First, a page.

The media were telling us that no one since 1998 had broken the monopoly of the ‘Big Four’ in the final and it was back in 1936 when we last beat Saints in the Cup. Add to that the fact that Saints were also unbeaten in their last ten league and cup games and we had no chance, but no one told John Kear and the players at Hull FC. We sat in a traffic jam for an hour and a half and just got into the Galpharm about ten minutes before kick-off. However we could hear the ‘FC Army’ letting rip about half a mile away from the ground, as we parked the car.
Our selection for the game was an adventurous one too with Brough and Horne at half back, Richard Swain at Hooker and Cooke at loose forward giving us something that is much coveted by FC fans these days; four proper pivots between 6 and 13. No one talked about a ‘spine’ back then, but if they had then ours was as good as it gets.
From the kick off it was obvious that this was not going to be any sort of ordinary performance, as Dowes, Carvell and McMenemy took the big Saints pack to task in the first two sets and drove them back time and again. Then when the opposition got the ball, Brough went in well to stop a rampaging Wellen’s in his tracks. Sculthorpe tried to muster the troops but he was put in the shade by FC’s Stephen Kearney who led by example and from the front. Kearney ran headlong into a Sean Long tackle with such force that as we pressed forward the Saints scrum half bounced off him like he was in pin ball machine.
Then that man Cooke went down the field and executed a perfect delayed pass for Shayne McMenemy to steam in almost untouched. Cooke converted and added a penalty and although Sculthorpe added a penalty too after a foul by Carvell, we were heading for half time 8-2 in the lead. Then as so often happens with Saints just as we thought we were going in with an unlikely lead, Gardener shot down the wing with only Richie Barnett (Junior) to beat. As Gardener tried to get round him the youngster pulled off a miraculous tackle, that left him injured and lying in a heap on the ground, but the threat was averted and we maintained our slender lead.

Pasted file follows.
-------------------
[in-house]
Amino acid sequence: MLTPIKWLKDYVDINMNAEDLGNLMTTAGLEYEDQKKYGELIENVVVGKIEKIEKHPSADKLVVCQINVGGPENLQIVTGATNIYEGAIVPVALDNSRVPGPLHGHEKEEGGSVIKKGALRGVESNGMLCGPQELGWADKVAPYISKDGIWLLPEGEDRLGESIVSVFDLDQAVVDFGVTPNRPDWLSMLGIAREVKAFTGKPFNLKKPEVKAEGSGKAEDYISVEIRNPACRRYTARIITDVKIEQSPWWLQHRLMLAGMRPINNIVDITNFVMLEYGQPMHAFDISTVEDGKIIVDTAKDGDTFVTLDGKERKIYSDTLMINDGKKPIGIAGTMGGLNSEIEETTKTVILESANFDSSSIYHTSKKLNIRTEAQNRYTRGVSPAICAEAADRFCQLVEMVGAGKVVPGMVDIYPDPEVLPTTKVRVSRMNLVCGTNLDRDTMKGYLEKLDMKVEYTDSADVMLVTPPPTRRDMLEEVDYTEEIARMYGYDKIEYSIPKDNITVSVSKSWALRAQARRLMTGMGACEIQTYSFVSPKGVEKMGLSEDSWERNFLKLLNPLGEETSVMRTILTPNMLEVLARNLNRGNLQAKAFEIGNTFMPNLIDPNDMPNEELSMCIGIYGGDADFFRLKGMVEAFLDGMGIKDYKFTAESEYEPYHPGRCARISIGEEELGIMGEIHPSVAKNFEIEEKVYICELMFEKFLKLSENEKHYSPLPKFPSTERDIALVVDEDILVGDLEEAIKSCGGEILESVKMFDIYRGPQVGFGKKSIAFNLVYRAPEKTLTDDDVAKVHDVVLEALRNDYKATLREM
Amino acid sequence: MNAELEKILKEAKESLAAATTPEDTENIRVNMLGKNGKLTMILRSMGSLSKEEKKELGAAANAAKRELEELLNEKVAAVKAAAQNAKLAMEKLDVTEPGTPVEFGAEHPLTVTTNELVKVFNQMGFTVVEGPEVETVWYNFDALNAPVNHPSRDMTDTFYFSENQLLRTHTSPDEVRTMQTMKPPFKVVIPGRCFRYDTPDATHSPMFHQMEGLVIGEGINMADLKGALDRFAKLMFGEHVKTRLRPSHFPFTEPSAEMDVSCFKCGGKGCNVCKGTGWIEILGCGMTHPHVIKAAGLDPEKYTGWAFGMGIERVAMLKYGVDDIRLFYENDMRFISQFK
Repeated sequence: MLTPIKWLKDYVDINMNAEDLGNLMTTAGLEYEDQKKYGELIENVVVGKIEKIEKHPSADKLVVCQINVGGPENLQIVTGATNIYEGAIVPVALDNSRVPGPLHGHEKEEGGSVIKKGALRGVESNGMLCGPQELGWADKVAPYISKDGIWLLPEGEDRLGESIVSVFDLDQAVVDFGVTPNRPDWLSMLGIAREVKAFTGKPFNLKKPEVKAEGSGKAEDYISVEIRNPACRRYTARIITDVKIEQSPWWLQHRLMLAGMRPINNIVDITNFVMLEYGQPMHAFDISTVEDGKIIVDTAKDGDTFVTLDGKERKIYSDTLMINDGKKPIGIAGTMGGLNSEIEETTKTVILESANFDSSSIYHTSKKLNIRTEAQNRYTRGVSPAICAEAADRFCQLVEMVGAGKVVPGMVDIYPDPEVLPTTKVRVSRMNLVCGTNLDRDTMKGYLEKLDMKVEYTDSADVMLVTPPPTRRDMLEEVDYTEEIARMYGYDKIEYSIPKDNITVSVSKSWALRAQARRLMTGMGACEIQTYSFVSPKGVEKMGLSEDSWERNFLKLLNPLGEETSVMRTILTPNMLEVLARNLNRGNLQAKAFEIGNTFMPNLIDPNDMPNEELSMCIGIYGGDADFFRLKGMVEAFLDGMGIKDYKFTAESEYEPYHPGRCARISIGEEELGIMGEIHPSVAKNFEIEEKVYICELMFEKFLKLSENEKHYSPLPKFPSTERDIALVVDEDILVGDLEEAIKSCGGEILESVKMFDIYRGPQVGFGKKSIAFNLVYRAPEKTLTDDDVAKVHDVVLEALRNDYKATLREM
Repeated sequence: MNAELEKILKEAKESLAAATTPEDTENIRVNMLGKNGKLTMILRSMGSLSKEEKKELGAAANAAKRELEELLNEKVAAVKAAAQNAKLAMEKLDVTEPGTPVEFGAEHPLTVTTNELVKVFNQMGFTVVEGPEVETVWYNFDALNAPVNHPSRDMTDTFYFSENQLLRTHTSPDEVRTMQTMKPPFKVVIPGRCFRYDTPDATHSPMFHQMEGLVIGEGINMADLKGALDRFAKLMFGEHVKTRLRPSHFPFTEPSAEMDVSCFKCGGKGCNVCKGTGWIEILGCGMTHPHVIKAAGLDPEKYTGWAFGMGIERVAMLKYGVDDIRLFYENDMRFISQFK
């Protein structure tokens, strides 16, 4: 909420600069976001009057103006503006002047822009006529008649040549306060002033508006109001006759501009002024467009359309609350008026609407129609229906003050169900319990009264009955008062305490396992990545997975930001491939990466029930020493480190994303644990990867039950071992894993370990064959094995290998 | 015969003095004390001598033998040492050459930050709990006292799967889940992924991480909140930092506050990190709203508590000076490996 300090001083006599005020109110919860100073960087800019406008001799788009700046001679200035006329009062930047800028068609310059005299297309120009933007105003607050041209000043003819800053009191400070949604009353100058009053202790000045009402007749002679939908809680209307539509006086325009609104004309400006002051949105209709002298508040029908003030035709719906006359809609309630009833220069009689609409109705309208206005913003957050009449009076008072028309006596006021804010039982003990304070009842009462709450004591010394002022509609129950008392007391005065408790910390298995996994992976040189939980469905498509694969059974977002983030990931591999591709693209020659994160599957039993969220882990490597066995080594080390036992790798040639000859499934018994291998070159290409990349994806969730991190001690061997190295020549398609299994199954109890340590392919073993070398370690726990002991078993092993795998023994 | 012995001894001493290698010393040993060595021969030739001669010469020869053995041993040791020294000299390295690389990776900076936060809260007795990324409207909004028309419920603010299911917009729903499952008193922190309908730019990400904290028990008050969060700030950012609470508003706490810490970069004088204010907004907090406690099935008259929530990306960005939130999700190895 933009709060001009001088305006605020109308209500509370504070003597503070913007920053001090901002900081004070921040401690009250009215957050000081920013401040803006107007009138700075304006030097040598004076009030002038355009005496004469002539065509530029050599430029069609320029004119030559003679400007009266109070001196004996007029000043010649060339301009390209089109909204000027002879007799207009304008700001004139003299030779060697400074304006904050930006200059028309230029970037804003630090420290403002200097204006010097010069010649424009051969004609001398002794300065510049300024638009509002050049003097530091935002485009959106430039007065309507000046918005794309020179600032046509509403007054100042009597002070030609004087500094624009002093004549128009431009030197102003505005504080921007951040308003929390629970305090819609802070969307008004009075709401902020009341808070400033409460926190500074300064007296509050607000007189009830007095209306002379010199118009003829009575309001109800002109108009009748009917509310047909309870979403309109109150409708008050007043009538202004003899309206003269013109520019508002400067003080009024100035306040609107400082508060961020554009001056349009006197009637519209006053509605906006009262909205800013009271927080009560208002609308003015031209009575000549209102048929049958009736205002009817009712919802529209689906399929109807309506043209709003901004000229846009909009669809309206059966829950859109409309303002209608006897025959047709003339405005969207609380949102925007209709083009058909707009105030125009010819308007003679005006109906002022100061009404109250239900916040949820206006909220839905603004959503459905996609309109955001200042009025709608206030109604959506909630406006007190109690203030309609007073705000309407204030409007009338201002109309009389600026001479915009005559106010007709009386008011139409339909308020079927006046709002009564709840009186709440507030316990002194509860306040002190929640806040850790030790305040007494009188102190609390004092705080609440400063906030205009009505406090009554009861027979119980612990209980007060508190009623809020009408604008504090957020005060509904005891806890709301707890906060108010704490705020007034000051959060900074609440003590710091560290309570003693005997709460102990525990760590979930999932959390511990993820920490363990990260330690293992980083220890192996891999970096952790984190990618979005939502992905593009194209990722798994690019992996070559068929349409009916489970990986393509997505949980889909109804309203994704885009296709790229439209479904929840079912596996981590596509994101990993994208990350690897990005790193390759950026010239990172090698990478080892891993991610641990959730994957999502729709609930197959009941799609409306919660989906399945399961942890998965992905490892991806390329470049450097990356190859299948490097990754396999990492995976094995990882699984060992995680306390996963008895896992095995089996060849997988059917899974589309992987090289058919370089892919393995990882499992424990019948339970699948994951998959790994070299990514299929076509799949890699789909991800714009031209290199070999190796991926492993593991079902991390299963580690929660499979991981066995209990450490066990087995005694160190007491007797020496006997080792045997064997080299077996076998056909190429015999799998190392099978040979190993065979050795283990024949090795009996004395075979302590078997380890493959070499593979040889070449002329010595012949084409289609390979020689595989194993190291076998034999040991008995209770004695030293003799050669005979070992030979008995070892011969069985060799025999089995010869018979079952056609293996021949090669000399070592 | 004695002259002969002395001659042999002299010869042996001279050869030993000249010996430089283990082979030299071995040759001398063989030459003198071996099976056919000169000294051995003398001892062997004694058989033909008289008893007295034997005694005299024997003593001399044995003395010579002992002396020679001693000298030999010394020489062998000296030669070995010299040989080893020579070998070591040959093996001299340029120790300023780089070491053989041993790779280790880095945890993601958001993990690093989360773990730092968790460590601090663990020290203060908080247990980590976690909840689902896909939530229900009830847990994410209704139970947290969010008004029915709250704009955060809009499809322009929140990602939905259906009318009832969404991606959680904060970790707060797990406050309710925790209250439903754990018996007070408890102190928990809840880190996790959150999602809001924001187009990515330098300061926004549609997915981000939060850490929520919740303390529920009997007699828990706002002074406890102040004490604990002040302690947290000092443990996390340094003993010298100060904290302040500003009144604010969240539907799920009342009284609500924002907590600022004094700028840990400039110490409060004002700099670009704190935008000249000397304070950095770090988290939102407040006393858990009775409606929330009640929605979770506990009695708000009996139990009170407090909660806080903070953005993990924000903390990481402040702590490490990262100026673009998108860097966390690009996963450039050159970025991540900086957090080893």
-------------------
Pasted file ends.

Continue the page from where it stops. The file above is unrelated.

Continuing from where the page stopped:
We all expected a real tanning from the wounded Lancastrians in the second half and that looked on the cards as a mix up between Raynor and Briscoe saw a speculative Sean Long kick land in the arms of Jamie Lyons and he didn’t need an invitation to score the try which Sculthorpe converted to level things up at 8-8. However, Kearney mustered all the lads behind the sticks and rather than this unfortunate score opening up the floodgates, it seemed to re galvanise the FC effort as we started the next set tackling everything above ground with Kingy and Thackerey magnificent. Cooke kicked another penalty and we were back in the lead but only by two points.
The crunch came on 54 minutes when after we had forced 3 drop outs under the Saints posts, Whiting, who was having the game of his life, forced a fourth. As we retrieved the ball Richard Horne provided quick service from dummy half, Cooke and McMenemy worked a run around that Dave Topliss would have been proud of and Cooke sensing the drained legs of the opposition, backed himself when all looked lost and stretched over the line to score. The FC Army went Ballistic!!!! For the first time in the game we were two scores up and if there was still a long way to go the ‘18th Man’ on the terraces were doing their part. Saints were all of a sudden chasing the game and playing some risky catch up football. Time and again Horne and Broughy kicked magnificently to pin the cup holders back in their own half. In one desperate attack, four minutes later Saints spilled the ball, Richard Horne fly hacked it forward and McMenemy pounced for his second try, and the unthinkable started to become a definite possibility.
Of course despite being 22-8 up we all knew that we could not let up against the ‘Come Back Kids’. King, Tony and Carvell hit the advancing Saints line hard in every tackle and as the Saints fans sat open mouthed, every time we had the ball our formation, utilising those four pivots, saw us looking likely to score. As the clock high on the scoreboard in the stand seemed to be going backwards, hero of the day Richard Whiting made a tremendous break out of our line and Motu Tony who had done well after coming on to replace Barnett, went in to score and we were in dreamland.